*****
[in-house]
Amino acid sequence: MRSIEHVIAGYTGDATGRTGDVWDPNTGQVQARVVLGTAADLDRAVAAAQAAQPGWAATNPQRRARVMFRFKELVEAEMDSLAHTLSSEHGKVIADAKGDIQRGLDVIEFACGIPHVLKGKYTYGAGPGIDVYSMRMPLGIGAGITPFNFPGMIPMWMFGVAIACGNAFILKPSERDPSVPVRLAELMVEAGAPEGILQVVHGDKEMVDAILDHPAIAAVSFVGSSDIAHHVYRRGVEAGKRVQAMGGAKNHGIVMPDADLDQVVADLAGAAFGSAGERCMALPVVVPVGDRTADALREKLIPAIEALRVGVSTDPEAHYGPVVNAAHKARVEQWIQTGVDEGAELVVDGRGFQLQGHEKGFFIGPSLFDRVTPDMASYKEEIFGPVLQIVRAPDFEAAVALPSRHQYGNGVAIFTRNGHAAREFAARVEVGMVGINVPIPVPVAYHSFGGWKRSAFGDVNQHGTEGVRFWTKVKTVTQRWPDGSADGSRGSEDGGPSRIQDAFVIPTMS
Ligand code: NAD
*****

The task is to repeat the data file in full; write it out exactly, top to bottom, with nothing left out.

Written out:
[in-house]
Amino acid sequence: MRSIEHVIAGYTGDATGRTGDVWDPNTGQVQARVVLGTAADLDRAVAAAQAAQPGWAATNPQRRARVMFRFKELVEAEMDSLAHTLSSEHGKVIADAKGDIQRGLDVIEFACGIPHVLKGKYTYGAGPGIDVYSMRMPLGIGAGITPFNFPGMIPMWMFGVAIACGNAFILKPSERDPSVPVRLAELMVEAGAPEGILQVVHGDKEMVDAILDHPAIAAVSFVGSSDIAHHVYRRGVEAGKRVQAMGGAKNHGIVMPDADLDQVVADLAGAAFGSAGERCMALPVVVPVGDRTADALREKLIPAIEALRVGVSTDPEAHYGPVVNAAHKARVEQWIQTGVDEGAELVVDGRGFQLQGHEKGFFIGPSLFDRVTPDMASYKEEIFGPVLQIVRAPDFEAAVALPSRHQYGNGVAIFTRNGHAAREFAARVEVGMVGINVPIPVPVAYHSFGGWKRSAFGDVNQHGTEGVRFWTKVKTVTQRWPDGSADGSRGSEDGGPSRIQDAFVIPTMS
Ligand code: NAD